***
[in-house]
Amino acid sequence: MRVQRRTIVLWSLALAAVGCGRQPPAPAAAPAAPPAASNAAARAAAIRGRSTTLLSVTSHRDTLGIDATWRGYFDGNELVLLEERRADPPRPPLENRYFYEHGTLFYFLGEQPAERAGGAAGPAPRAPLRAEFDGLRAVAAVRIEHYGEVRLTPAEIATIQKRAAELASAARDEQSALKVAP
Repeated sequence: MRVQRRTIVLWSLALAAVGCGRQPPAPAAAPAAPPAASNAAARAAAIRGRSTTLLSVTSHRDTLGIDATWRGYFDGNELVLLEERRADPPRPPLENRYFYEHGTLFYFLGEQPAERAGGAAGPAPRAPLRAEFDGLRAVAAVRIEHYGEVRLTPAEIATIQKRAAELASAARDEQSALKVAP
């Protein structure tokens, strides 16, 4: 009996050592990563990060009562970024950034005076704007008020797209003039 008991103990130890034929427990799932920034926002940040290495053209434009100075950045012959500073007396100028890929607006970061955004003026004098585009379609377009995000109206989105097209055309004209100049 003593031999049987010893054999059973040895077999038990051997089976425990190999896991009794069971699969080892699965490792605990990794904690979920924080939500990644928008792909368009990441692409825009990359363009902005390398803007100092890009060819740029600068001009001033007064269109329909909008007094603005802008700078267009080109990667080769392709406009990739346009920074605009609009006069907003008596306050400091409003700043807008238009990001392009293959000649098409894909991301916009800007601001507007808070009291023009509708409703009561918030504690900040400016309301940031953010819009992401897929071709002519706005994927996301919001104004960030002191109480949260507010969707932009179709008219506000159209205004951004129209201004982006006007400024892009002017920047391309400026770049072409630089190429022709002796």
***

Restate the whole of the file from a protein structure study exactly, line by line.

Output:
[in-house]
Amino acid sequence: MRVQRRTIVLWSLALAAVGCGRQPPAPAAAPAAPPAASNAAARAAAIRGRSTTLLSVTSHRDTLGIDATWRGYFDGNELVLLEERRADPPRPPLENRYFYEHGTLFYFLGEQPAERAGGAAGPAPRAPLRAEFDGLRAVAAVRIEHYGEVRLTPAEIATIQKRAAELASAARDEQSALKVAP
Repeated sequence: MRVQRRTIVLWSLALAAVGCGRQPPAPAAAPAAPPAASNAAARAAAIRGRSTTLLSVTSHRDTLGIDATWRGYFDGNELVLLEERRADPPRPPLENRYFYEHGTLFYFLGEQPAERAGGAAGPAPRAPLRAEFDGLRAVAAVRIEHYGEVRLTPAEIATIQKRAAELASAARDEQSALKVAP
């Protein structure tokens, strides 16, 4: 009996050592990563990060009562970024950034005076704007008020797209003039 008991103990130890034929427990799932920034926002940040290495053209434009100075950045012959500073007396100028890929607006970061955004003026004098585009379609377009995000109206989105097209055309004209100049 003593031999049987010893054999059973040895077999038990051997089976425990190999896991009794069971699969080892699965490792605990990794904690979920924080939500990644928008792909368009990441692409825009990359363009902005390398803007100092890009060819740029600068001009001033007064269109329909909008007094603005802008700078267009080109990667080769392709406009990739346009920074605009609009006069907003008596306050400091409003700043807008238009990001392009293959000649098409894909991301916009800007601001507007808070009291023009509708409703009561918030504690900040400016309301940031953010819009992401897929071709002519706005994927996301919001104004960030002191109480949260507010969707932009179709008219506000159209205004951004129209201004982006006007400024892009002017920047391309400026770049072409630089190429022709002796």